NJFX: The Marseille of the US
Big Interview

NJFX: The Marseille of the US

Gil Santaliz 169.jpg

NJFX has truly established itself as a leading subsea player on the world’s stage, but where did it all start? Capacity’s Jason McGee-Abe caught up with Gil Santaliz, CEO of NJFX, to find out more about the company’s meteoric journey.

As I make my way up to interview Santaliz, I think about how far New Jersey Fiber Exchange (NJFX) has come in becoming a household name in such a short space of time.

Before walking into the NJFX meeting room at Capacity Europe I immediately notice the adjacent room. It’s hosting Interxion and two things spring to my mind. Firstly, about the news that broke the night before that Digital Realty was acquiring Interxion for $8.4 billion, the biggest data centre deal in history (read more on pages 28-29), and the interesting conversations that must be happening inside. Secondly, the influence that the Interxion business model that originated in Marseille has had on NJFX’s evolution.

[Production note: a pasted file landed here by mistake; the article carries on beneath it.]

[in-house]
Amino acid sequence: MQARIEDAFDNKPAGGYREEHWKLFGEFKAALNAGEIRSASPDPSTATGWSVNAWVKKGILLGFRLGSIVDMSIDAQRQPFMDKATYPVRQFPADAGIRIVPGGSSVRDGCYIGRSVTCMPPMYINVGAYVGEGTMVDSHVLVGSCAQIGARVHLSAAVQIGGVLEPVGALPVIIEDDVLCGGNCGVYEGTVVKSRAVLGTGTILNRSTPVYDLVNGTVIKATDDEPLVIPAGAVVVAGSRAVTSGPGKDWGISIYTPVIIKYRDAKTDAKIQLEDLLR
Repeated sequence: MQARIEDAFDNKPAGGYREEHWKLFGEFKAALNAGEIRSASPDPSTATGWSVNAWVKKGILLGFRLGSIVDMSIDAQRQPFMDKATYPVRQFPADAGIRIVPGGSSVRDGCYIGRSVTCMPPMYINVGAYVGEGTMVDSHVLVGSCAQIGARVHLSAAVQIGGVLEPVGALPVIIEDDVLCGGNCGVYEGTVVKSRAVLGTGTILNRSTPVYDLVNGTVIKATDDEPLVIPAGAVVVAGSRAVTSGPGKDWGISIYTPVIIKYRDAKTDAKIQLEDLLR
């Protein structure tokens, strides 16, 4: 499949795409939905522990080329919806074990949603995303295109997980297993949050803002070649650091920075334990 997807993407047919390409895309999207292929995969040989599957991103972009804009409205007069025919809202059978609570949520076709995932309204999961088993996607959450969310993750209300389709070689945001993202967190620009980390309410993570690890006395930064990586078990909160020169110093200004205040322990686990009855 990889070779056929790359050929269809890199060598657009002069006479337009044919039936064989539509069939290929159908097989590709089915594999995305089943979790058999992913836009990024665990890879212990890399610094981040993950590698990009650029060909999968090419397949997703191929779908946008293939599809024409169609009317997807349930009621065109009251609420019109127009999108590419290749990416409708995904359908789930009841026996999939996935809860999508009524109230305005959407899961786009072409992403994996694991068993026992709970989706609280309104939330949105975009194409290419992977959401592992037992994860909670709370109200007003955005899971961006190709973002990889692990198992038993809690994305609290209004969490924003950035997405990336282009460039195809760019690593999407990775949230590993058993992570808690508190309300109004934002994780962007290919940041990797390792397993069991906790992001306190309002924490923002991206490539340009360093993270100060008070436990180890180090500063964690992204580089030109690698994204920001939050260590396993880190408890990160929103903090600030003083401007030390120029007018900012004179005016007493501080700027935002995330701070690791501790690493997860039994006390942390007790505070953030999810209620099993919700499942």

Where did it all begin?

The concept saw a joint venture formed and launched in 2015 with a group of investors, which included Tata Communications.

“Originally, we were going to be a sidekick to Tata in that we were building a Tier III data centre next to their cable landing station (CLS),” says Santaliz. “We put the capital up for the land, construction, and then interconnected the facility with the cable landing station (CLS).” NJFX built a 1.4-acre plot next door to the Tata Communications subsea CLS, where it built a meet-me room (MMR). After a short while there were some management changes at Tata Communications and the relationship changed somewhat. “They are still a shareholder today but not to the same extent,” he adds. “